What Happened in the Sixties?

Point 5 of Nydwracu’s Priority Research Areas for Neoreaction is:
“What happened in the ‘60s?”
My guess would be: the death of conservatism. Except that that
probably happened in the 1950s, and the sixties were a delayed reaction
to the fact that progressivism no longer had any organised opposition.
The familiar neoreactionary story is that progressives have long had
the upper hand, certainly since the death of Queen Anne in England,
and from the very beginning in the American colonies. Modern leftism
is simply descended from the whigs.
However, though they were dominant throughout the period 1714 – 1960,
they were never entirely unchallenged. There were still Tories in
positions of influence who maintained a coherent traditionalist
political philosophy, and who (in the later period) accomodated with
the age of democracy without ever accepting its assumptions.
That political force was dying in England by 1945. It was routed and
destroyed by 1957. After two hundred years of advance by overcoming
conservative opposition, progressivism was left completely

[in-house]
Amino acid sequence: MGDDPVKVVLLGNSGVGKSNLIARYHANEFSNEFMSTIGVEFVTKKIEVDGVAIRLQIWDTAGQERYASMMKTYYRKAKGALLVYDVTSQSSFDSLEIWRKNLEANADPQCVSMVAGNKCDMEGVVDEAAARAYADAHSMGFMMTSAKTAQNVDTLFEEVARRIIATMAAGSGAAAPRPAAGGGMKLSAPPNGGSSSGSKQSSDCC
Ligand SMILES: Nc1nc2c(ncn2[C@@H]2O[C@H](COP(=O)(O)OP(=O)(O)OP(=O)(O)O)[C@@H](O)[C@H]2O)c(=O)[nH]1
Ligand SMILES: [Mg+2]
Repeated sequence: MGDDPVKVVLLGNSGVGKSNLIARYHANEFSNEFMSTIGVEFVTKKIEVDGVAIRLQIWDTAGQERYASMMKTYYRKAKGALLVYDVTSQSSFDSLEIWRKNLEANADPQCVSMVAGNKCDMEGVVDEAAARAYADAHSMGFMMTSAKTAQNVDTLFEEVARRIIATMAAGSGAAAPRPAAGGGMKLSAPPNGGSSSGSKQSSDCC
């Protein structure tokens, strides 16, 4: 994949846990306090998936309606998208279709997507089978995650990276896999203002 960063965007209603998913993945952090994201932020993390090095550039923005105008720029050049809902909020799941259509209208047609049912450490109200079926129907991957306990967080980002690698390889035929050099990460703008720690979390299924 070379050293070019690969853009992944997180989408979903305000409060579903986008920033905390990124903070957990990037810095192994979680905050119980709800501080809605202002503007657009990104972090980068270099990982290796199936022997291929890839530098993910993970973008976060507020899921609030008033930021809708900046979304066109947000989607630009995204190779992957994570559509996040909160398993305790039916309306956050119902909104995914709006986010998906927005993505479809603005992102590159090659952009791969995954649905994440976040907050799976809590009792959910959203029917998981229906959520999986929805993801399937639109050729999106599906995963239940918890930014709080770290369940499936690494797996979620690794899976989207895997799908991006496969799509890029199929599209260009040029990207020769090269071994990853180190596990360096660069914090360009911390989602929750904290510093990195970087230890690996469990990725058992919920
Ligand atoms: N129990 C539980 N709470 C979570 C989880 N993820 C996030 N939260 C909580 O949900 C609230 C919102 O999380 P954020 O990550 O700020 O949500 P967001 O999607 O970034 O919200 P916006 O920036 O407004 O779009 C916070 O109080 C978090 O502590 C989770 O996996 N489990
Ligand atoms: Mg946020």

unconstrained. Scattered discontents remained, but, without a living
conservative movement or philosophy to draw from, they were not able
to make arguments that would satisfy anyone.
Progressives responded by driving out potential rebels — first from
academia, always a centre of progressivism but soon owned by them
exclusively, and then from organised religion.
What we think of as “the sixties” was the gradual realisation by
progressives that they could get away with anything. Every door they
pushed on swung open, and there was a decade of exuberant pillage.
The end came as they gradually adapted to the fact that they were now
the establishment, and needed to produce some measure of moderation
from within. They started to address their contradictions among
themselves: many of today’s basic political and cultural assumptions
were decided somewhat arbitrarily in that 1970s settlement. (That, for
instance, is where paedophiles failed to make the cut as a protected
victim group). The recessions of the 1970s injected a note of realism
into economic policy, and the enfeebled Conservative Party reenergised
itelf, but basing its new opposing philosophy on classical liberalism
rather than conservatism.
It was hard for me to understand the process, because, being born
after the sixties, an actual conservative movement is something I have
never seen. It was on its last legs in the first half of the century,
but it really existed. This
biography of Anthony Eden
gives some clues as to what it looked like: patrician, honourable,
suspicious of America, and doomed. There were presumably others like
Eden, but today there are none.
This has obviously been a very anglocentric account. I would guess
that the story for France would be fairly similar, though I don’t
know, but that America was a bit different. The outcome seems to have
been much the same in all three.

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